Unruly Americans And The Origins Of The Constitution By Woody Holton

1564 words - 6 pages

After American colonialists had succeeded in over throwing British rule, the thirteen states were troubled by a complicated dilemma, an economic crisis with some calling for tax relief while others demanded stringent fiscal enforcement. Some believed that the revolution had not gone far enough, while others believed it had gone too far. The Framers who created the American Constitution took on the task of appeasing these two seemingly incongruous views. Woody Holton, in Unruly Americans and the Origins of the Constitution, attempts to reveal how the Framers acted in favour of those who believed the Revolution had gone too far, while trying to appease the majority – American farmers – were in favour of more democracy.
Holton exemplifies how these two conflicting beliefs played out in post-Revolutionary America by describing one of the farmers' rebellions that intimidated the American elite. In Virginia, Greenbrier farmers, lead by Adonijah Mathews, staged an uprising against high taxes. As Holton put's it, the fact that the Virginia farmers had succeeded in intimidating state government proved to the elite the extent to which the will of the majority had become to powerful (Holton, 12). Holton provides ample examples of rebellion, illustrating the fact that 'ordinary Americans', mainly farmers, did not agree with the Frames that the revolution had created a republic that was too democratic. Holton's evidence proves the contrary, that ordinary Americans thought that the thirteen state governments didn't listen to them enough. (Holton, 153). The description of these rebellions also establishes the link between rebellion and tax relief. Holton points out that “Rebellions and confrontations resulted in relief where petitions and electoral pressure had failed.” (154) Throughout his book, Holton is attempting to prove that the Framers were afraid of the American majority, not only for the benefit of the elite, but for the good of ordinary Americans themselves. Holton exemplifies this with the Constitution's preamble, noting two points: one, that the Constitution was “to ensure domestic tranquillity”, and second, to prevent legislators from being coerced by tax payers and debtors into providing relief at the expense of bondholders and private creditors. (Holton, 158). The polarization of the new American society is a clear influence on the Framers: “...Opponents of rebellions thought they had been caused in part by the excessive democracy in the thirteen states, ... while proponents believed that sometimes a rebellion could lead to a truly democratic election” Holton, 159.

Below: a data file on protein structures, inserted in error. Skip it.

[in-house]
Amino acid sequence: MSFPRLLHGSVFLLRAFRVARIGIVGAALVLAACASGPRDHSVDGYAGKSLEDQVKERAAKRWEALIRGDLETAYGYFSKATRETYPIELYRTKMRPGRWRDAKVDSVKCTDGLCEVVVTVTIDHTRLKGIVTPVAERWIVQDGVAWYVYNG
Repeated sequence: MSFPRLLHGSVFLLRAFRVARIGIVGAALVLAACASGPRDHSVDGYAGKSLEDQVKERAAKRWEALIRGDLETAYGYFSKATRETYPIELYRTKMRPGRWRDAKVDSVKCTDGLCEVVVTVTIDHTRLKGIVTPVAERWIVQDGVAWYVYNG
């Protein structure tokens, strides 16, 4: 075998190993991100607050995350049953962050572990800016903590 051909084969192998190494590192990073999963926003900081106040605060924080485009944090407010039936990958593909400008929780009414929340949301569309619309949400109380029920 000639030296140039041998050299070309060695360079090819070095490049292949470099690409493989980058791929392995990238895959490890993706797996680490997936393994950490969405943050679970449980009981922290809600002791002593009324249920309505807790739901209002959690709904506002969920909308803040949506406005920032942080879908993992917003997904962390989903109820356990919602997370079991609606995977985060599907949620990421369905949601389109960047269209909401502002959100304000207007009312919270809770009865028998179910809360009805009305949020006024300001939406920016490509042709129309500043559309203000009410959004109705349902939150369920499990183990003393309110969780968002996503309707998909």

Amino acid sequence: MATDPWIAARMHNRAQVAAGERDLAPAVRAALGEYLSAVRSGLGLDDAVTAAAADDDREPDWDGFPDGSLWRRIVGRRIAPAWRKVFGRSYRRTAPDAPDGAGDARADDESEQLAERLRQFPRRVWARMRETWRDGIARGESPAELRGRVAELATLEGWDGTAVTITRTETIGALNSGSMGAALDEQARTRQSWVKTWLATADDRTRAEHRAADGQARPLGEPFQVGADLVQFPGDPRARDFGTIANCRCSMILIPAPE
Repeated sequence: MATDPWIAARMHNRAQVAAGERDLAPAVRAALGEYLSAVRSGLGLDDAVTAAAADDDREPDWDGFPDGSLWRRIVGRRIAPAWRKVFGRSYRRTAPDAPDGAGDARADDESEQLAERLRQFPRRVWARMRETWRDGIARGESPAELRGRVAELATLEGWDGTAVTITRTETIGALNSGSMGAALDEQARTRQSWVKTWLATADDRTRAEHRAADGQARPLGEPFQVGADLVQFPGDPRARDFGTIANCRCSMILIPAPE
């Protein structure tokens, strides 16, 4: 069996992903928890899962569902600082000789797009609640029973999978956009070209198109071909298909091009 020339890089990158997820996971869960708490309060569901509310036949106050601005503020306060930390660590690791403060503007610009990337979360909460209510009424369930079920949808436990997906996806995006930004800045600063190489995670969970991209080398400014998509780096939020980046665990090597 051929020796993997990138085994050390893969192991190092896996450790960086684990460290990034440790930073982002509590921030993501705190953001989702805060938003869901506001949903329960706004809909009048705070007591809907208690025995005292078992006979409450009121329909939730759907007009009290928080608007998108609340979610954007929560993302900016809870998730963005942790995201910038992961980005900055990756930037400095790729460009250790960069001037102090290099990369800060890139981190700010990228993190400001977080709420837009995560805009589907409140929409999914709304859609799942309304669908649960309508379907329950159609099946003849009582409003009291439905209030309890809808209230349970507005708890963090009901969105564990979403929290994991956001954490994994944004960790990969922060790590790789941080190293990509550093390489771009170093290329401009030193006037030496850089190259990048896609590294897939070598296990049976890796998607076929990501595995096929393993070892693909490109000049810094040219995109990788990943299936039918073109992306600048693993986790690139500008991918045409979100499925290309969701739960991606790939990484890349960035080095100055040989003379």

Evidence from Abigail Hamilton's writing helps Holton reveal the motivations of the elite. Bondholders like Abigail Adams, who had persuaded her husband to invest in war bonds and securities issued by the government during the revolution, were directly effected by massive tax relief induced by “Shays Rebellion”(Holton 75-76). Furthermore, according to Holton, bondholders...

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